Hazard pay for court officials in danger zones pushed
Marvin Sy (The Philippine Star) - March 19, 2017 - 12:00am

MANILA, Philippines - Sen. Leila de Lima is pushing for the grant of hazard pay for court officials assigned in high-risk areas.

Senate Bill 1347, filed by De Lima, calls for the grant of hazard pay equivalent to 15 percent of the monthly salary of officials in “risk-adjacent-courts” declared by the Supreme Court due to their geographical location or proximity to prolonged armed conflicts or disaster-prone areas, whether first or second level courts.

First level courts are metropolitan and municipal trial courts while second-level courts are regional trial courts and Shari’a district courts.

Apart from judges, the proposal will benefit clerks of court, public prosecutors and lawyers.

“We need to enact an incentive system that is commensurate to the dangers faced by our public officials. This will encourage our brave countrymen to take up posts in otherwise less than ideal public offices,” De Lima said.

The bill also calls for the grant of an additional hazard pay of 10 percent of their basic monthly salary to be given to covered officials in second level courts that handle criminal cases.

All additional hazard pay proposed in the measure will be exempted from tax.

“Add to this is the criminality and terrorism that seek to sow fear against those that stand in their way, including our court officials who are tasked with administering justice. Officials in second level courts are further exposed to risks from criminal elements being the courts assigned to hear heinous crimes and cases with higher stakes,” De Lima, currently detained at the Philippine National Police Custodial Center in Camp Crame, said.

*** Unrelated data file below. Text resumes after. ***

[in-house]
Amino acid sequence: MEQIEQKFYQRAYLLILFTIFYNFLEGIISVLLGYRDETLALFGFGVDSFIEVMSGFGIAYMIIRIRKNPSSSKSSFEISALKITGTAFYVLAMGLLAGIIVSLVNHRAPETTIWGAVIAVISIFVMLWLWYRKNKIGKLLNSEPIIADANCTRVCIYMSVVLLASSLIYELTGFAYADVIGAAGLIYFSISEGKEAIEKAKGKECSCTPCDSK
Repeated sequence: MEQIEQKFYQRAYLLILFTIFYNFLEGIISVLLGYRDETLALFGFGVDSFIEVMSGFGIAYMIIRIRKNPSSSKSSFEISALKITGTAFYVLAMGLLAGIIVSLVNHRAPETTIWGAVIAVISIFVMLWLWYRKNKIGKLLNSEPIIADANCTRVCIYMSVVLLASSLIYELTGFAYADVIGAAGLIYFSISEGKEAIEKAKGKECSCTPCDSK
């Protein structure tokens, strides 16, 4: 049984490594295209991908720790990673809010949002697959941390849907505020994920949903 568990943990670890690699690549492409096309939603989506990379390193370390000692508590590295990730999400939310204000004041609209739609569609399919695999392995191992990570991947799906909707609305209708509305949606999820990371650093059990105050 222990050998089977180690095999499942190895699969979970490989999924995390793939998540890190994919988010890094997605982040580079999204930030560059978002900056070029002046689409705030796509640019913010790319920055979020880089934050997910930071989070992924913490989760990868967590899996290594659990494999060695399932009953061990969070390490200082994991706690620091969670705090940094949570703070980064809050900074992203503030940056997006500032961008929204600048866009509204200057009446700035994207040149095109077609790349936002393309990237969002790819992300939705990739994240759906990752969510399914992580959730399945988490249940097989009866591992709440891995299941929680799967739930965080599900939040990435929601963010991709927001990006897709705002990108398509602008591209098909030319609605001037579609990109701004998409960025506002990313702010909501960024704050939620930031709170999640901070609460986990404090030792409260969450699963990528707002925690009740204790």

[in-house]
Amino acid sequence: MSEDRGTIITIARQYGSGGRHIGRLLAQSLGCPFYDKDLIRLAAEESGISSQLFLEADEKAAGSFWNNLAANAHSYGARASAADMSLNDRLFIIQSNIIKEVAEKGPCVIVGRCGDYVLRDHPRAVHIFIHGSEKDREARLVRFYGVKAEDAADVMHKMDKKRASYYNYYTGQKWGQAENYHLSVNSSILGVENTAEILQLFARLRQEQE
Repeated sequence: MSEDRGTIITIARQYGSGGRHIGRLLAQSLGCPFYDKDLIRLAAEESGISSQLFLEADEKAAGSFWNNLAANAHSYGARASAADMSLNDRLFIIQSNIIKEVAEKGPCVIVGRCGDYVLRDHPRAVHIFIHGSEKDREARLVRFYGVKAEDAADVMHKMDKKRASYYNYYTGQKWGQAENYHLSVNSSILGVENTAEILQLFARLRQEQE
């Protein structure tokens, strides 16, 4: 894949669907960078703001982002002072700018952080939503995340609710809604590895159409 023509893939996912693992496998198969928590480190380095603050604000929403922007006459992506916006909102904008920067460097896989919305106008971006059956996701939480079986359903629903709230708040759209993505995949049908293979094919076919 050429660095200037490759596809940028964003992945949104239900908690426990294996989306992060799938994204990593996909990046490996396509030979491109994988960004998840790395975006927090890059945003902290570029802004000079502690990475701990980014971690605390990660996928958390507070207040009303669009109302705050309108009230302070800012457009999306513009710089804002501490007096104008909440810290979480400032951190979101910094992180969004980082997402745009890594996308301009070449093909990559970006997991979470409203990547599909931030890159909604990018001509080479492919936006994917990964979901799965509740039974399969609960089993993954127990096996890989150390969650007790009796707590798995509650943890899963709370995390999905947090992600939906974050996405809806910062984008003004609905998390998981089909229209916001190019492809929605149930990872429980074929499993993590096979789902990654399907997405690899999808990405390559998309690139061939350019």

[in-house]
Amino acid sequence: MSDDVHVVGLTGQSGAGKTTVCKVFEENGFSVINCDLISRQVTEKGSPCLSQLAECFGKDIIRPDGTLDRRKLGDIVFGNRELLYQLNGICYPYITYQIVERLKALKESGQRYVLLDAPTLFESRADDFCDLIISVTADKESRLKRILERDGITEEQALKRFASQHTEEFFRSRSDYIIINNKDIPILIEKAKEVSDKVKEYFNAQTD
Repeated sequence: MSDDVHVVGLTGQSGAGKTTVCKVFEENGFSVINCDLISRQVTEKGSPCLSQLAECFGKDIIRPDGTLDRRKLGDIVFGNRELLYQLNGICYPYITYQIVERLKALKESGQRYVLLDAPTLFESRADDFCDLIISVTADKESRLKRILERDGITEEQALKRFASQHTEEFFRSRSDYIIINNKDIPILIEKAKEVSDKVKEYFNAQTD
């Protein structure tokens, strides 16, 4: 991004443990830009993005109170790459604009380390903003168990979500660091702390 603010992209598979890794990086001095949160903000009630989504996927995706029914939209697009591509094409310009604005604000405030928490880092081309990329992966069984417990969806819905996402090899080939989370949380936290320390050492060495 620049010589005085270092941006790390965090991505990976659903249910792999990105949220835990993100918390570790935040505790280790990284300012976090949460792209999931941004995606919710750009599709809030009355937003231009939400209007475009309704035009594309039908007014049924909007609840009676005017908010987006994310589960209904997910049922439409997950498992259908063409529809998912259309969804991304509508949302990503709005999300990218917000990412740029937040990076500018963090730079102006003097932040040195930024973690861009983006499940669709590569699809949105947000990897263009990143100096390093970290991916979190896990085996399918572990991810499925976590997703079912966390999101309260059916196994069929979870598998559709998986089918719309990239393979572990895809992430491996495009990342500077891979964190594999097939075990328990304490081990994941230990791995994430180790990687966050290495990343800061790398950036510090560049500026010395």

A former justice secretary, De Lima said it is the responsibility of government to ensure that the country’s courts continue to carry out their functions despite the risks and dangers brought about by armed conflict or natural calamities.

“Our country is not a stranger to risks. Natural disasters batter our country with increasing frequency, while armed conflicts occasionally erupt. We should strive to keep the courts operating especially in these areas that need governance most,” De Lima said.

“For our democracy to function, we must instill upon our citizens’ faith in our court system. Our government must endeavor to keep our courts functioning in spite of the forces that undermine them,” she added. 

 

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